Vodafone looking to sell off large stake in its £12bn phone masts division

Vodafone looking to sell off large stake in its £12bn phone masts division in what could be one of biggest deals on stock market this year

Powerful riposte: A sale would enable chief executive Nick Read to reduce the company’s huge debt pile

Vodafone is looking to sell off a large stake in its £12billion phone masts division in what could be one of the biggest deals on the stock market this year. 

A sale would enable chief executive Nick Read to reduce the company’s huge debt pile, which stands at around £36billion. It would also be a powerful riposte to activist investors who have been critical of his performance and want to see sweeping change at the FTSE100 giant. 

Vodafone floated its masts business, Vantage Towers, last year on the Frankfurt stock market. 

The most likely scenario is a ‘co-control’ deal under which it would sell half of its 82 per cent holding, probably to a private equity purchaser. That would allow it to remove £2.2billion of Vantage’s debt from its balance sheet and bring in more than £6billion in cash proceeds, according to analysts at City firm Bernstein. It could add 13.2p to the share price, currently £1.08, Bernstein said.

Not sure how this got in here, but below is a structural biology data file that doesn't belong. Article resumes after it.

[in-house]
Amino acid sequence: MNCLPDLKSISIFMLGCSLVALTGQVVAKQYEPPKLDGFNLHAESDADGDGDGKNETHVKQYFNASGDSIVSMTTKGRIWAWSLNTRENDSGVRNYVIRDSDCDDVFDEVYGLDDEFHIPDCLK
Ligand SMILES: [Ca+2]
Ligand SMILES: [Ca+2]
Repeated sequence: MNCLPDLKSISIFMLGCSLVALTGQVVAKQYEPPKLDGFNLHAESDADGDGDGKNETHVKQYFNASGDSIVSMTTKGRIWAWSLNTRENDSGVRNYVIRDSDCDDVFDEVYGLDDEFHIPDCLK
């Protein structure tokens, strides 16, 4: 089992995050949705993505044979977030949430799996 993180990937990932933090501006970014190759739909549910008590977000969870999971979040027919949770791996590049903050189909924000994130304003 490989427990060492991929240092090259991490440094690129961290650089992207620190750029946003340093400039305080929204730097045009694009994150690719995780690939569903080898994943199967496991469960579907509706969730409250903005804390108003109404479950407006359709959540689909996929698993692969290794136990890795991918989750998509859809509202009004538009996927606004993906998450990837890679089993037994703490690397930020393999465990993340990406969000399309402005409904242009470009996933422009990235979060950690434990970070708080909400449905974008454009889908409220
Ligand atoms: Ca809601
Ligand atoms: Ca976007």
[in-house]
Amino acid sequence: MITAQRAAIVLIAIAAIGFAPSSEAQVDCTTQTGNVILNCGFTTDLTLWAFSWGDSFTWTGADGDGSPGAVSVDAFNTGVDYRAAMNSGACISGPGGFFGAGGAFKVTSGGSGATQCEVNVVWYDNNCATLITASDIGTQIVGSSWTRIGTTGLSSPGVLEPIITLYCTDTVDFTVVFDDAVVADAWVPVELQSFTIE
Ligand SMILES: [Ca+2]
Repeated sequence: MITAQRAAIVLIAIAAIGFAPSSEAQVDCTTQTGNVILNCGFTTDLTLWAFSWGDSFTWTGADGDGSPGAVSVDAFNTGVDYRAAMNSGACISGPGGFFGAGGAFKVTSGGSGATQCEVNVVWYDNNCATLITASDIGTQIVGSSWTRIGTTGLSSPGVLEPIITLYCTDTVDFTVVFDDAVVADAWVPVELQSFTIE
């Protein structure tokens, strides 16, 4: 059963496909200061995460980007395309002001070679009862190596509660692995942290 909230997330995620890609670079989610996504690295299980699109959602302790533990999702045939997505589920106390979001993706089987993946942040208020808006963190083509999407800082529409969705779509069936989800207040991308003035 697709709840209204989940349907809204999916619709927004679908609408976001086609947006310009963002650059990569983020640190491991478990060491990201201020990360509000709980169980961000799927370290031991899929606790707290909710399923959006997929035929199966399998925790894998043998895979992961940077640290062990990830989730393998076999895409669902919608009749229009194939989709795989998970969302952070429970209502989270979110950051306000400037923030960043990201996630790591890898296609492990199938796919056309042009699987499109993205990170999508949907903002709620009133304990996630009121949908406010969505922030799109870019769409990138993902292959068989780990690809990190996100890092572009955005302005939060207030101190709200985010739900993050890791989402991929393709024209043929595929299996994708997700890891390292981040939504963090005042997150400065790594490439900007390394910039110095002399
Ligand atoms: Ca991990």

There is no timetable, but a deal could take place before the end of the year. Potential buyers include US buyout barons KKR, Global Infrastructure Partners and Swedish investment firm EQT. 

Read has been streamlining his rambling global empire in order to focus on core European markets including the UK. He recently agreed the sale of the Hungarian business for £1.6billion and has previously sold off operations in Malta, Qatar and New Zealand. 

Offloading a multi-billion pound stake in Vantage would dwarf those transactions. It could also help to placate Read’s detractors, including activist investor Cevian, which believes he moves too slowly. 

Another potential thorn in Read’s side emerged last week when French billionaire Xavier Niel bought 2.5 per cent of Vodafone through one of his investment funds. 

Read, who took the helm in 2018, has been under pressure to turn the tide after years of disappointing share price performance.

Initially he had hoped to merge Vantage with Deutsche Telekom’s masts division, but the German operator ended up plumping for a deal with Canadian and US buyers. 

As well as the Vantage Towers deal, there has been speculation of a merger between Vodafone’s UK operations and mobile operator Three UK. 

Read is understood to want to spin out the company’s internet-of-things business and there are suggestions he could hive off the M-Pesa African mobile money service.

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